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I am doing research into a particular graph coloring problem and wonder if someone can direct me to published work that bears on what I’m studying.

It is known that planar graphs that are uniquely four-colorable belong to a class populated by $K_4$ (the complete graph of order $4$, a.k.a, the "tetrahedron") and any graph derived from $K_4$ by inserting vertices into triangles. There are several interesting properties of such graphs, not the least of which that they have following properties:

  • They are plane triangulations.
  • Every vertex is adjacent to vertices of the other three colors.
  • In every coloring, every Kempe chain is a tree.
  • In every coloring, there is one and only one Kempe chain for each color-pair.

I am not interested in uniquely four-colorable planar graphs per se, but in the class of planar graphs that are NOT uniquely four-colorable but which satisfy the properties above and also

  • In any drawing in the plane in which the graph is represented as a set of vertices and edges within an "outermost" triangle T, there are no vertices inside any triangle other than T (that is, no "separating triangles").
  • They are minimum-degree $5$.

The "icosahedron" is the only member of this class that I’ve been able to construct/locate. Does anyone know of work that has been done on this problem? Does anyone care to speculate about whether there are any others?

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  • $\begingroup$ Your question is not quite clear. The requirement of 4-colorability still holds, because it is implicit in the first condition. Unique 4-colorability is dropped as a requirement, but is it forbidden? Also, if you drop that requirement it becomes important to specify if the Kempe chain condition must hold for all proper 4-colorings, or just for one. $\endgroup$ Jun 1, 2015 at 6:36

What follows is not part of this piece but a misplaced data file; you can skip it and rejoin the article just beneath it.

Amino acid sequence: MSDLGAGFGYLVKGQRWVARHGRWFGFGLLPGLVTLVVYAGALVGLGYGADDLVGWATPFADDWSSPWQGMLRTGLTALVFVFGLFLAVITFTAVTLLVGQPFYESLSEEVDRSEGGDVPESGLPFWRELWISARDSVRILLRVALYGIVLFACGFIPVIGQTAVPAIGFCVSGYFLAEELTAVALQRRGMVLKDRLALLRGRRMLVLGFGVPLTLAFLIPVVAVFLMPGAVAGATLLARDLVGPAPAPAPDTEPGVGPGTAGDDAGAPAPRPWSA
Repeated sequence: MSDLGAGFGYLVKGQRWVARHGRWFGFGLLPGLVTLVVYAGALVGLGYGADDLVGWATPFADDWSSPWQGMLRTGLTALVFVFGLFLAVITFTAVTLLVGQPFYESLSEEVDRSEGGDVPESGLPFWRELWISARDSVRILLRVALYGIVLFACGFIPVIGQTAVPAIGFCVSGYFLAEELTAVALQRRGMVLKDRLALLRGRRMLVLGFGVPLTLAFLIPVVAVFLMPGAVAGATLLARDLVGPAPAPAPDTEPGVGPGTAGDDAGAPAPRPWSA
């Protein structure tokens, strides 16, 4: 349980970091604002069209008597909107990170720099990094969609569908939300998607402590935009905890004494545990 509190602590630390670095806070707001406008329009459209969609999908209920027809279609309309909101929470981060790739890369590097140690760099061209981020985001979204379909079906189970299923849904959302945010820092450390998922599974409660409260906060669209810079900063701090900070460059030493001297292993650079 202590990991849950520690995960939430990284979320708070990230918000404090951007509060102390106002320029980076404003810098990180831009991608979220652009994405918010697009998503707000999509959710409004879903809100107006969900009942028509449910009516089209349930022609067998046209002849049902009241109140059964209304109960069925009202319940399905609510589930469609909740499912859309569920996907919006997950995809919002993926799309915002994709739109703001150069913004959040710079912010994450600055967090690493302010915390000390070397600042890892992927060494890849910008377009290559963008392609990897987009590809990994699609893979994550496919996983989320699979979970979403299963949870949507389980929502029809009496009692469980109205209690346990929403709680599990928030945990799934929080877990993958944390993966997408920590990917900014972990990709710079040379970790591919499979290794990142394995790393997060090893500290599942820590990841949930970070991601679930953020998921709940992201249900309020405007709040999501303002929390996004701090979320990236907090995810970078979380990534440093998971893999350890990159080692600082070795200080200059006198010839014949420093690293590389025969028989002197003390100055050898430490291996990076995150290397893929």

• $\begingroup$ Finally, what about planarity? If it is not required, what does the fourth condition mean? On the other hand, if it is required the fourth condition is redundant: if there are vertices inside (and outside) a triangle, the vertices of the triangle make a cut set of size 3, contradiction the fifth condition. $\endgroup$ Jun 1, 2015 at 6:36
  • $\begingroup$ Thank you for your revisions and clarifications. I will revise the question to address your concerns. Every graph that is four-colorable is a triangulation. It has been shown that every such graph can be constructed from $K_4$ by inserting vertices inside triangles. Thus, my four condition, once stated a little more clearly, does in fact exclude uniquely colorable graphs. I will emphasize that the graphs must be planar. And I will restate the connectivity condition to indicate merely minimum-degree five. $\endgroup$
    – Jim Tilley
    Jun 1, 2015 at 18:23

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This continues to be part of the research I'm doing on graph coloring. If one relaxes the condition of "minimum degree $5$" to "$4$-connected" (that is, the triangulation $T$ must be $4$-connected rather than minimum degree $5$) but insists that the graph still be $4$-connected after an edge joining vertices of at least degree 5 is deleted to form a near-triangulation $G$, then, apart from the icosahedron, which we've previously identified as satisfying all of the conditions, there is a $T$ of order $9$ for which there are two distinct colorings, each of which is comprised of six Kempe chains, one for each of the six possible color-pairs. Of course, all the Kempe chains are trees or there wouldn't be only six. The following graph illustrates the two distinct colorings from which the Kempe chain claim can be verified easily. two distinct colorings of a plane triangulation of order 9